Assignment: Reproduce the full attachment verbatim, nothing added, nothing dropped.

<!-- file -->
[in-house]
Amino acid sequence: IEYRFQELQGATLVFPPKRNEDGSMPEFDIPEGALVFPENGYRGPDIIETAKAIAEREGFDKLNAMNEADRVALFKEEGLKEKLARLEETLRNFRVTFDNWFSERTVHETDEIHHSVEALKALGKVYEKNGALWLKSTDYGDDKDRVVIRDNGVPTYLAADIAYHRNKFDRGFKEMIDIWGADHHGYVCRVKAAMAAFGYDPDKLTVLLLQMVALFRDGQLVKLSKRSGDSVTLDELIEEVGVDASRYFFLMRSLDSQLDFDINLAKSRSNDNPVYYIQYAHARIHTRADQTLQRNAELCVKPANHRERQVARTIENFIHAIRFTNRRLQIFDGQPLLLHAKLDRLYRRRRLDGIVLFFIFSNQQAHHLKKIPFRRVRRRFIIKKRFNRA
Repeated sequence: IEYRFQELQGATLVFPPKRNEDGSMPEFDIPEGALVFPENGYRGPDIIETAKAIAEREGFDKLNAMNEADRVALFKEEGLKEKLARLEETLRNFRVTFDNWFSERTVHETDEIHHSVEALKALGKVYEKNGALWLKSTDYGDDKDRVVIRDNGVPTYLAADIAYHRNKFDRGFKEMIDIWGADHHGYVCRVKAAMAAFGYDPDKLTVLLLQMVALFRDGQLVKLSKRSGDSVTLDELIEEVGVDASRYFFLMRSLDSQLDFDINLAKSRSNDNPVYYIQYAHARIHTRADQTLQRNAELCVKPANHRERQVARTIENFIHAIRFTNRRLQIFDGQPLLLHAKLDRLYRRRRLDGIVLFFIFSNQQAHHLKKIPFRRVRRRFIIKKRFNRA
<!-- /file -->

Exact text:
[in-house]
Amino acid sequence: IEYRFQELQGATLVFPPKRNEDGSMPEFDIPEGALVFPENGYRGPDIIETAKAIAEREGFDKLNAMNEADRVALFKEEGLKEKLARLEETLRNFRVTFDNWFSERTVHETDEIHHSVEALKALGKVYEKNGALWLKSTDYGDDKDRVVIRDNGVPTYLAADIAYHRNKFDRGFKEMIDIWGADHHGYVCRVKAAMAAFGYDPDKLTVLLLQMVALFRDGQLVKLSKRSGDSVTLDELIEEVGVDASRYFFLMRSLDSQLDFDINLAKSRSNDNPVYYIQYAHARIHTRADQTLQRNAELCVKPANHRERQVARTIENFIHAIRFTNRRLQIFDGQPLLLHAKLDRLYRRRRLDGIVLFFIFSNQQAHHLKKIPFRRVRRRFIIKKRFNRA
Repeated sequence: IEYRFQELQGATLVFPPKRNEDGSMPEFDIPEGALVFPENGYRGPDIIETAKAIAEREGFDKLNAMNEADRVALFKEEGLKEKLARLEETLRNFRVTFDNWFSERTVHETDEIHHSVEALKALGKVYEKNGALWLKSTDYGDDKDRVVIRDNGVPTYLAADIAYHRNKFDRGFKEMIDIWGADHHGYVCRVKAAMAAFGYDPDKLTVLLLQMVALFRDGQLVKLSKRSGDSVTLDELIEEVGVDASRYFFLMRSLDSQLDFDINLAKSRSNDNPVYYIQYAHARIHTRADQTLQRNAELCVKPANHRERQVARTIENFIHAIRFTNRRLQIFDGQPLLLHAKLDRLYRRRRLDGIVLFFIFSNQQAHHLKKIPFRRVRRRFIIKKRFNRA